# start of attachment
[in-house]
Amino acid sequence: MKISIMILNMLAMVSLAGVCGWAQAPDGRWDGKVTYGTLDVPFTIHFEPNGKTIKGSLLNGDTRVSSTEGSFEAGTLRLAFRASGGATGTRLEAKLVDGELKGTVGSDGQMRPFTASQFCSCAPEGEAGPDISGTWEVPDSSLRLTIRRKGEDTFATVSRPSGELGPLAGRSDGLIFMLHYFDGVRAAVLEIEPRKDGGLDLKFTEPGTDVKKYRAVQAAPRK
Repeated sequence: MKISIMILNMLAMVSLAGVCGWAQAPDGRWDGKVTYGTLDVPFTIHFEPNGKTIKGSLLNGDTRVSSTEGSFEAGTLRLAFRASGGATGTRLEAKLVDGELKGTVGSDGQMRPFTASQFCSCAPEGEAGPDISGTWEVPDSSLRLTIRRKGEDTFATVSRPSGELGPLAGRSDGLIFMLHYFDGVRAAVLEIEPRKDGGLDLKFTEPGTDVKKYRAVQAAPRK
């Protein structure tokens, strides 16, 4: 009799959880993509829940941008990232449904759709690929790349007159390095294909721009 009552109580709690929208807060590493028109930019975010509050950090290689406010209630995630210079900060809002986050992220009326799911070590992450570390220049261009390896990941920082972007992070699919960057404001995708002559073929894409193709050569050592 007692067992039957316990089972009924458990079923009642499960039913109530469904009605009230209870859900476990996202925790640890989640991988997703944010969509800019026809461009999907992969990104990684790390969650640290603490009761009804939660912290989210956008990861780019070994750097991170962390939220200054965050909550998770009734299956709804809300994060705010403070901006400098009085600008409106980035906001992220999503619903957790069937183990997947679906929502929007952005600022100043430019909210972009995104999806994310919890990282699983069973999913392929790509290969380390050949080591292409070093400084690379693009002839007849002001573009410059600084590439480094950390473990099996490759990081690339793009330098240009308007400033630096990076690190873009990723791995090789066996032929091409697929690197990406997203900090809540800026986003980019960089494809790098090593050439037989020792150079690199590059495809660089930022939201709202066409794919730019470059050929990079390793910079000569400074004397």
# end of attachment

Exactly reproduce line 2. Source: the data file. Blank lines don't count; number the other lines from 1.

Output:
Amino acid sequence: MKISIMILNMLAMVSLAGVCGWAQAPDGRWDGKVTYGTLDVPFTIHFEPNGKTIKGSLLNGDTRVSSTEGSFEAGTLRLAFRASGGATGTRLEAKLVDGELKGTVGSDGQMRPFTASQFCSCAPEGEAGPDISGTWEVPDSSLRLTIRRKGEDTFATVSRPSGELGPLAGRSDGLIFMLHYFDGVRAAVLEIEPRKDGGLDLKFTEPGTDVKKYRAVQAAPRK